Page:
Privacy and Surveillance

The New York Times’ Privacy Project highlighted the rise of a little-known facial recognition technology company that has scraped billions of pictures from social media and other websites to permit clients — including law enforcement and private sector companies — to match faces to online images. The Times’ investigation into the company, called Clearview AI, ironically exposed the implications for journalists. When an officer searched for the Times reporter’s face in the database (at the request of the reporter), Clearview reached out to the relevant police department asking if they were in touch with the media.

Last week’s flurry of documents from House impeachment investigators included text messages between Rudy Giuliani, Trump’s personal lawyer, and his associate Lev Parnas (now indicted on campaign finance charges) detailing their efforts to apparently monitor and eventually oust Ukraine ambassador Marie Yovanovitch. Those messages, according to Vice’s Motherboard, were organized into a report by Israeli phone forensics firm Cellebrite, whose software can extract more than just messages, including “calendar entries, call logs, contacts,” and “deleted information.”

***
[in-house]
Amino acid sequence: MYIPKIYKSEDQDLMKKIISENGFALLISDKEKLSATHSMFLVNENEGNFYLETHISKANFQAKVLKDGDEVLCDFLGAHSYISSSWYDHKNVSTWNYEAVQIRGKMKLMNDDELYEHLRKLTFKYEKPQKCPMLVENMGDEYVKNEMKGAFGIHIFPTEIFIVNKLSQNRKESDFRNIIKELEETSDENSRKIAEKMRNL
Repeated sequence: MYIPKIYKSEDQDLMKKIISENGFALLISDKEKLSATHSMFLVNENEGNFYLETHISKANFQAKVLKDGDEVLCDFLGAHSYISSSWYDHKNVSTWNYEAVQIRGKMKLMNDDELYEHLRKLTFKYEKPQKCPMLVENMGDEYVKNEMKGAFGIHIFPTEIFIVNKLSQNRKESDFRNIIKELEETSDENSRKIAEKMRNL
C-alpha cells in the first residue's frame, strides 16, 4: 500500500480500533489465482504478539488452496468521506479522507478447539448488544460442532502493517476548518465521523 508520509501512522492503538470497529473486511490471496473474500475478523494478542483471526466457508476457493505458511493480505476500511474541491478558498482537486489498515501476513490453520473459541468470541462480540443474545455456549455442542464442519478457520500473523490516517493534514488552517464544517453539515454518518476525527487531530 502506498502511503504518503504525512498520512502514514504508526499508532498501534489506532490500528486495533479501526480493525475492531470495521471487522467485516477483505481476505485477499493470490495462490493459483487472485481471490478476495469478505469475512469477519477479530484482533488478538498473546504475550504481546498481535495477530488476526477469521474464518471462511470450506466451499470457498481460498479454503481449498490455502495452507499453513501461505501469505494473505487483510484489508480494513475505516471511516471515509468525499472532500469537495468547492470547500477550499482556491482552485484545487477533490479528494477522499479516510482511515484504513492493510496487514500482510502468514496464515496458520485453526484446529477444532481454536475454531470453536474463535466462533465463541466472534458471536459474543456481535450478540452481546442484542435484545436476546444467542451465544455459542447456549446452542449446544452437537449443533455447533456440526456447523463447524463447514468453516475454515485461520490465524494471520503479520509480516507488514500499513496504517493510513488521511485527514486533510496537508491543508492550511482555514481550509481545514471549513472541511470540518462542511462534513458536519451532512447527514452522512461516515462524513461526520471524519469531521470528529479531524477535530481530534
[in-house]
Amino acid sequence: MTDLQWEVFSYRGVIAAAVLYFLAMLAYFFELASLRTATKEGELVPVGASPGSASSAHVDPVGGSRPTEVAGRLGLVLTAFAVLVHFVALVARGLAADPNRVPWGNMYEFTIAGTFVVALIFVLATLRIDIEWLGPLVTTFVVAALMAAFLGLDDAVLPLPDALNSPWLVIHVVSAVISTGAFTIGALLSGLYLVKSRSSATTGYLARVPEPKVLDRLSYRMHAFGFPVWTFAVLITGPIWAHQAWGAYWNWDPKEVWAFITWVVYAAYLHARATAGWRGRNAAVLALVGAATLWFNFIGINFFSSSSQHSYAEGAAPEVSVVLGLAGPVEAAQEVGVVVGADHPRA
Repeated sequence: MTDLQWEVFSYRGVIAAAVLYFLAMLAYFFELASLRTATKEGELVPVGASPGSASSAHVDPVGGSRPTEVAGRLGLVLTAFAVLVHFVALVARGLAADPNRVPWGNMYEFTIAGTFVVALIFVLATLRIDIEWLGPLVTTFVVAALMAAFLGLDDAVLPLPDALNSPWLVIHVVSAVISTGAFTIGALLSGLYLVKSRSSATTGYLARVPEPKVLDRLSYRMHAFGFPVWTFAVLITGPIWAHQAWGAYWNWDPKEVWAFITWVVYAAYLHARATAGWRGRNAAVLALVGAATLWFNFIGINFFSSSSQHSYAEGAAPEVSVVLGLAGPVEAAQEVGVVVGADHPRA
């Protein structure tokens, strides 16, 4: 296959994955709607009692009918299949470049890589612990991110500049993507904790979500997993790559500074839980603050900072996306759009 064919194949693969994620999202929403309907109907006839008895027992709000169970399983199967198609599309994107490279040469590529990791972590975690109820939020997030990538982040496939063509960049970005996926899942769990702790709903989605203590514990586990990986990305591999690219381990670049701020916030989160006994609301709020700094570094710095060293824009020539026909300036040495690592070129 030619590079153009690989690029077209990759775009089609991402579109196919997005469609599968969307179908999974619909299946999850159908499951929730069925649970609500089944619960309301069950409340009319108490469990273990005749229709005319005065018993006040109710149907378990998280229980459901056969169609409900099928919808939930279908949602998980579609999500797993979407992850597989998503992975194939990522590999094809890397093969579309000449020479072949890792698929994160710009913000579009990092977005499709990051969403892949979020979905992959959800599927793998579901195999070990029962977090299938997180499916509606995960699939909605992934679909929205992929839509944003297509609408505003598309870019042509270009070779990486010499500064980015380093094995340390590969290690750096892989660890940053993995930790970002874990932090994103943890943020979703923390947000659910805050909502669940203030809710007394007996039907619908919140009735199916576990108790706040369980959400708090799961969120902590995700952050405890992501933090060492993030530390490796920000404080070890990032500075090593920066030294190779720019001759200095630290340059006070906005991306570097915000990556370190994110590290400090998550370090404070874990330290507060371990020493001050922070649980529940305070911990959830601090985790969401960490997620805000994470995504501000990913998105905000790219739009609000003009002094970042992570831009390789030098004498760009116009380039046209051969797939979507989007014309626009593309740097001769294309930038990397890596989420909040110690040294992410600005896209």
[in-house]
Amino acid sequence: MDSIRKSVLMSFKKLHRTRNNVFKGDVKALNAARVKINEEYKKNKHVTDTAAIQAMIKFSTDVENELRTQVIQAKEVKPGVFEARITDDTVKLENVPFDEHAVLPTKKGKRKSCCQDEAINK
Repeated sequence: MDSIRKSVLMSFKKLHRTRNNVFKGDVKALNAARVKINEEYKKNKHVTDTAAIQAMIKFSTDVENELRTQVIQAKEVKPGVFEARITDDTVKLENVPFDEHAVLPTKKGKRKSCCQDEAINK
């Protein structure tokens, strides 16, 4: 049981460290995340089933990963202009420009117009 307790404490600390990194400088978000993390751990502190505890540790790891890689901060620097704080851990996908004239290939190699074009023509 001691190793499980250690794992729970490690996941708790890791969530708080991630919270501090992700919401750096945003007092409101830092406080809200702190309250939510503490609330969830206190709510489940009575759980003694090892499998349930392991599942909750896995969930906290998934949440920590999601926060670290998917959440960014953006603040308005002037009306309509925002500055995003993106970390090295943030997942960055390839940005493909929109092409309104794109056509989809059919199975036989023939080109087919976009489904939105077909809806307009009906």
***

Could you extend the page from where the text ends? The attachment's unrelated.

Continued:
Content Restrictions

In a wide-ranging interview with the New York Times’ editorial board, former Vice President Joe Biden called for the immediate revocation of Section 230 of the Communications Decency Act, which allows online hosts of third-party content to moderate that content without being treated legally as the publisher. (Section 230 was passed because early third-party content hosts were being sued for, for instance, taking down some allegedly defamatory content while leaving other content up.) Citing Facebook’s policy of allowing all political ads, including those with known falsehoods, Biden called for an overhaul of Section 230.

Gif of the Week: The quick hits on hidden cameras and facial recognition have us wishing that someone can point out the locations of these surveillance devices.

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The Technology and Press Freedom Project at the Reporters Committee for Freedom of the Press uses integrated advocacy — combining the law, policy analysis, and public education — to defend and promote press rights on issues at the intersection of technology and press freedom, such as reporter-source confidentiality protections, electronic surveillance law and policy, and content regulation online and in other media. TPFP is directed by Reporters Committee Attorney Gabe Rottman. He works with Stanton Foundation National Security/Free Press Fellow Linda Moon and Legal Fellows Jordan Murov-Goodman and Lyndsey Wajert.